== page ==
Vladimir Putin and his propaganda machine put a lot of emphasis on their ambition to ‘denazify’ Ukraine:

[Our] goal is to protect people who have been subjected to bullying and genocide by the Kiev regime for eight years. And for this we will strive for the demilitarisation and denazification of Ukraine …

What on earth are they talking about?

In different parts of eastern Europe we see small but noisy militant groups raving about the purity of their nation and its exclusivity, and using Nazi-style imagery and language. Not least in Russia itself. Ukraine too has its share.

But deeper issues are in play in Putin’s ideological claims.

A good place to start is this 2017 speech by US historian Timothy Snyder who probably knows as much as anyone about the mayhem that went on in central-eastern Europe in the C20. He talks to German MPs. He dwells on Germany’s attitude to Ukraine then and now, and emphasises how capturing Ukraine (rather than Russia) was a key Hitler objective:

Why is it not always remembered that Ukraine was the centre of Hitler’s ideology, of German war planning, that Ukrainians were the intended slaves of Germany? Why is it not always remembered that Ukrainians were understood racially, by Nazi ideology? That if we want to understand the Holocaust, we have to start with Ukraine?

But he then urges the argument that for decades it has suited Moscow to blame Ukrainians for their own appalling policies (my emphasis):

the way that Russia handles its memory policy is to export irresponsibility. It’s to tempt other countries into the same attitude towards Ukraine that it has itself. And this is particularly evident in its concept of Ukrainian nationalists – which again is a real historical phenomenon, but is vastly, vastly inflated in the discourse between Russians and Germans.

Ukrainian nationalism was one of the reasons given [by Stalin] or the great famine of 1932 and 1933. Ukrainian nationalism was one of the reasons given for the Terror in 1937 and 1938. Ukrainian nationalism was one of the reasons given by Stalin for the mass deportations of inhabitants of Soviet Ukraine after the Second World War, and Ukrainian nationalism was the reason given for the Russian invasion of Ukraine in 2014 …

The danger here is that you enter into a kind of Molotov-Ribbentrop pact of the mind, where Germans agree with Russians that the evils that came from Berlin and from Moscow to Ukraine are going to be blamed on Ukrainians. It’s so easy, it’s so comfortable, it’s so tempting to say: ‘Haven’t we Germans apologized enough? Aren’t we the model for everyone else?’

It’s such a tempting trap to fall into, but I can say this from experience as an American: if you get the history of colonization and slavery wrong, it can come back. And your history with Ukraine is precisely the history of colonization and slavery.

If the remnants of German nationalism, which are still with you, on the left and on the right, meet up with the dominance of official Russian nationalism, if you find common ground there – the common ground being ‘it’s all the fault of Ukraine; why should we apologize, why should you remember?’ – this is a danger for Germany as a democracy precisely.

Well, the strong if not radical German response to the latest Russian onslaught suggests that this older tendency is now officially over.

* * * * *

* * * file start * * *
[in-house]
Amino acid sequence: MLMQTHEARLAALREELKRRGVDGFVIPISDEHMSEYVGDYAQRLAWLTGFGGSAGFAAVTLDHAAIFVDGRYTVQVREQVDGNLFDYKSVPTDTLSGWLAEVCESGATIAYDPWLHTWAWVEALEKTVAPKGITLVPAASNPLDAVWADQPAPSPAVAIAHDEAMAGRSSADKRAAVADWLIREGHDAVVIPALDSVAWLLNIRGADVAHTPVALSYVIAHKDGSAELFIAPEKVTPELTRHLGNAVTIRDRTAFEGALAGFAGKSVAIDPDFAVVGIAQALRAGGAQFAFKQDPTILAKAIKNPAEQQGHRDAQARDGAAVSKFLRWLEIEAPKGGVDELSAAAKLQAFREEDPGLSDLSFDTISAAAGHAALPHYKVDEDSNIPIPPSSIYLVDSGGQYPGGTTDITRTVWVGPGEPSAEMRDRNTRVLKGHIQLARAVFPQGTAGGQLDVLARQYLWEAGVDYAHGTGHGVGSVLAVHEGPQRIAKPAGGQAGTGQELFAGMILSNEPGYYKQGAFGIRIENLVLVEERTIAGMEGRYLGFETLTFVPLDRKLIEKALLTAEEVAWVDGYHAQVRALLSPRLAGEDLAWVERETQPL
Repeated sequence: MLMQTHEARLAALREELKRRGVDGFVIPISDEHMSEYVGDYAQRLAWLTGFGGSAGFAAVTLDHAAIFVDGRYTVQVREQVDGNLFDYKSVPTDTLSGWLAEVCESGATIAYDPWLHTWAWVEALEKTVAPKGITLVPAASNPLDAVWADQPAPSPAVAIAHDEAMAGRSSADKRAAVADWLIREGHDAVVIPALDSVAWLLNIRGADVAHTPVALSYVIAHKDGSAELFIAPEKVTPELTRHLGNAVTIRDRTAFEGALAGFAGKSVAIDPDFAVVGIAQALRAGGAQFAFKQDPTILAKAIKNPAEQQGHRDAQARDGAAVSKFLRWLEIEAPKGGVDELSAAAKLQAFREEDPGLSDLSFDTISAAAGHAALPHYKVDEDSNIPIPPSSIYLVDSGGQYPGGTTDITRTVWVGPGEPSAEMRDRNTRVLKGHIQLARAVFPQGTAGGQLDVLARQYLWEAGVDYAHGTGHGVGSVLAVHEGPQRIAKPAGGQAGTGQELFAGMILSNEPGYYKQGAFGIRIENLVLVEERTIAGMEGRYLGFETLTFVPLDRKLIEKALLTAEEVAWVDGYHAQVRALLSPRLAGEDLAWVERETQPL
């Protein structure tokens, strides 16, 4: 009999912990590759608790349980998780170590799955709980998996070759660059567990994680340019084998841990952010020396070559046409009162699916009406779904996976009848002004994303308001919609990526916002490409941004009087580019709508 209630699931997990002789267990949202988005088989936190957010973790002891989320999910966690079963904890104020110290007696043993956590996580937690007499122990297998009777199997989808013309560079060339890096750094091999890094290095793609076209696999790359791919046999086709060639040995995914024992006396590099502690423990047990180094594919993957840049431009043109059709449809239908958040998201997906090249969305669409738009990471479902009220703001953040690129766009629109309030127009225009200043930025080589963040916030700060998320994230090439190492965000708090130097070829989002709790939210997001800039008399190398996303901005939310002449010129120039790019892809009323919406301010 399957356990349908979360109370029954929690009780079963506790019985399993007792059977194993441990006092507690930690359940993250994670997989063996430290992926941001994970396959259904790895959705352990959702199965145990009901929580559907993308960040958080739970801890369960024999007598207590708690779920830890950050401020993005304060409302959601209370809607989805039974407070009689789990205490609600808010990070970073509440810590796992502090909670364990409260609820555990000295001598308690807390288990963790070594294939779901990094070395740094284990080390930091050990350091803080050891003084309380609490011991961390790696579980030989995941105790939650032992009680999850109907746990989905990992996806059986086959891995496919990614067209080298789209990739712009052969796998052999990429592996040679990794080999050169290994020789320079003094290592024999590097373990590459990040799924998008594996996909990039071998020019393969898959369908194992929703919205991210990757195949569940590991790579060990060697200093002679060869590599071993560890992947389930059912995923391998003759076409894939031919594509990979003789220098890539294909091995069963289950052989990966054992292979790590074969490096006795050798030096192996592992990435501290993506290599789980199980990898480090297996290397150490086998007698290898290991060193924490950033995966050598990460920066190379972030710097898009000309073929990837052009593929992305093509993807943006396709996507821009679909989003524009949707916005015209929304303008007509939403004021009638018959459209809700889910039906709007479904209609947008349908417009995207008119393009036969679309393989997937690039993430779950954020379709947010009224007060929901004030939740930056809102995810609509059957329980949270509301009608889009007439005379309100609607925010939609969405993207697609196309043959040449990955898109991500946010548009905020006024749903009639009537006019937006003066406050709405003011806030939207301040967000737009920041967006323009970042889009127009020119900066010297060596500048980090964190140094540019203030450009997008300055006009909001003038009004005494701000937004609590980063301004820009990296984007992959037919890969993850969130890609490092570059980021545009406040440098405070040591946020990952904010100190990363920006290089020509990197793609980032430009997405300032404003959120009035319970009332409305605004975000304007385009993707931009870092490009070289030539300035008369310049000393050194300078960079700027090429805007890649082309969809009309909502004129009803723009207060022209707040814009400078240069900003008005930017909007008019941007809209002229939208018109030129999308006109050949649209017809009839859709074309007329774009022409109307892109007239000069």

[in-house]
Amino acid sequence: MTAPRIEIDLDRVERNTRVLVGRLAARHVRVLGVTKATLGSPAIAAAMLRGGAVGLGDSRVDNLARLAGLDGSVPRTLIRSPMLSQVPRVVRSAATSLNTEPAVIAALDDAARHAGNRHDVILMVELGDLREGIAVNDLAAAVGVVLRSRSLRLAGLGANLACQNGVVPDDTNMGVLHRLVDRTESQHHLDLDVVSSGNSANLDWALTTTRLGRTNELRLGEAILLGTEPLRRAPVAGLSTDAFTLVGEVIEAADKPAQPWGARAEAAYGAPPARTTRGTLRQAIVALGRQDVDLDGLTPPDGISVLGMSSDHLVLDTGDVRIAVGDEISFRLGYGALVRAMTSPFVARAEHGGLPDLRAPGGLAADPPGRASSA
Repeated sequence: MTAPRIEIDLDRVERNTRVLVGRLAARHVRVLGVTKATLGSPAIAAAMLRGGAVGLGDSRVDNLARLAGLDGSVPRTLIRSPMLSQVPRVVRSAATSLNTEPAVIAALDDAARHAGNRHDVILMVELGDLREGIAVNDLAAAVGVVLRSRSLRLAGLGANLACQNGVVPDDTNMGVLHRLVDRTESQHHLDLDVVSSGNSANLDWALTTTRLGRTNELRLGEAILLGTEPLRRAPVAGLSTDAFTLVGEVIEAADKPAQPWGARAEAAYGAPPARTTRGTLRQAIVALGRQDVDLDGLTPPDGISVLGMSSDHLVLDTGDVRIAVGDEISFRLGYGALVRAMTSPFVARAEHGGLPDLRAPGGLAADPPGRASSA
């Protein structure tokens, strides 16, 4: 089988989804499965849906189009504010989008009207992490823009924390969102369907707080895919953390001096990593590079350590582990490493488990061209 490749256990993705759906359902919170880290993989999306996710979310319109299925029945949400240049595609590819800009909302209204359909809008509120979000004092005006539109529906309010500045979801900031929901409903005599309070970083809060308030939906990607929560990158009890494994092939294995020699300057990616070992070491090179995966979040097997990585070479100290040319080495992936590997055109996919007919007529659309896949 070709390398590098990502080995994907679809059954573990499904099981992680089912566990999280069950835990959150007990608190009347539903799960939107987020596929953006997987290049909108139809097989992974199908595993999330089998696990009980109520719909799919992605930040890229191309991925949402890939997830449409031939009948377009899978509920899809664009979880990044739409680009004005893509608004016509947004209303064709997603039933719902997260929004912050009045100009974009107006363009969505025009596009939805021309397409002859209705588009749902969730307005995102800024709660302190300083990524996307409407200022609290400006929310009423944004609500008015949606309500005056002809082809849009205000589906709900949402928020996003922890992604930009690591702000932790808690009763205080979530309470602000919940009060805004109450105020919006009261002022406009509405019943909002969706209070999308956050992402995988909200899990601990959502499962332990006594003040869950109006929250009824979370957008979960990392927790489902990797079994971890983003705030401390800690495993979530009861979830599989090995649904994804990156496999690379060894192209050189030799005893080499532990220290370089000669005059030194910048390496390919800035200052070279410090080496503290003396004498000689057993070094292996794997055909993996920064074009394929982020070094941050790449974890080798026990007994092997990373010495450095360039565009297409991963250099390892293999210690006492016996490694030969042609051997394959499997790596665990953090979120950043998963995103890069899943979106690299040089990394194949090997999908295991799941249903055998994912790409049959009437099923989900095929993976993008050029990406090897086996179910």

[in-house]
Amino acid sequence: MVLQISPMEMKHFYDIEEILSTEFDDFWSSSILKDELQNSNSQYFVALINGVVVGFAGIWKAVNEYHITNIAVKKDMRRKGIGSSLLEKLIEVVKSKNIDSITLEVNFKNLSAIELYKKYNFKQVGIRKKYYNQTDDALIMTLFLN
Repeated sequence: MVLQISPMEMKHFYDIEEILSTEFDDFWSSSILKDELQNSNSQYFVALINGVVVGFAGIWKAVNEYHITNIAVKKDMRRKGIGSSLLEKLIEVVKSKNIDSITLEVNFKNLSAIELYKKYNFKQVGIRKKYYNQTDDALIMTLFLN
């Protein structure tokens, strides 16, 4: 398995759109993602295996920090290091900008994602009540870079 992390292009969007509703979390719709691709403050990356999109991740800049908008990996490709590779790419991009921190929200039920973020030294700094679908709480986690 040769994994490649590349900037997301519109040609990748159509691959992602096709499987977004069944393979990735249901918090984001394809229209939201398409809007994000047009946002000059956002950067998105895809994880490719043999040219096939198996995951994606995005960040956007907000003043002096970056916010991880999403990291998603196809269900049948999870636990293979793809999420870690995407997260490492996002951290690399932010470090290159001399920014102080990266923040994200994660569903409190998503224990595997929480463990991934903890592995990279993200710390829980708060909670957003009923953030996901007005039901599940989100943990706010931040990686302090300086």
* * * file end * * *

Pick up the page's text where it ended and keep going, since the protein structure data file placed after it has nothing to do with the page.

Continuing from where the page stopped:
It’s impossible now to imagine the scale of the successive disasters that befell Ukraine under Stalin and then again following the Nazi invasion. It’s arguably not that surprising that after the Moscow Communist state-sponsored famines in the 1930s that plenty of Ukrainians saw the Nazis as potential liberators and joined them to fight the Red Army or were whipped up to massacre Jews. A horrendous mess. See especially this Wikipedia summary of the life of Stepan Bandera, who was right at the heart of these continuing controversies about the struggle for Ukrainian independence and the ghastly choices it involved at different periods.

The key thing now is that while Moscow plays down its own brutal policies in Ukraine, it has never forgotten that many Ukrainians did not gratefully join the USSR against Hitler. This resentment festered in different forms following WW2 and into the post-Cold War period, before now morphing into the current Russian extreme nationalist idea: any Ukrainian who denies that Russians and Ukrainians are ‘one nation’ ipso facto must be a Banderite or Nazi.

So when Putin demands the ‘denazification’ of Ukraine, what he’s really calling for is a new concerted attempt to crush any distinct Ukrainian identity separate from Russia, framing his demands so that anyone who opposes them must be a Nazi supporter if not an actual Nazi. QED!

And this in turn plays into the familiar wider/deeper Big Communist Lie. That the Soviet communists opposed the Nazis and so were heroes. Nothing must be done to equate communism and Nazism!

Of course the vast majority of Ukrainians now just want to get on with their lives and, if possible, enjoy some of the surging prosperity that joining the wider European community has brought to Poland and other former communist countries. The fact that Russia is now (yet again) bent on destroying key Ukrainian cities and assets and people with a view forcibly to reintegrate much of Ukraine and its people into a new ‘Russian’ space dominated by Moscow is unlikely to win them round to the Kremlin’s creepy we-are-all-one-nation ideology.

Thus the key question now raised by Putin’s own rhetoric. How far will this increasingly erratic obsessive Putin go to crush any Ukrainian expectation that Ukraine has the historic right to choose for itself how far it should be both free from and separate from Moscow?

And the answer seems to be: as far as it takes, and at whatever the cost.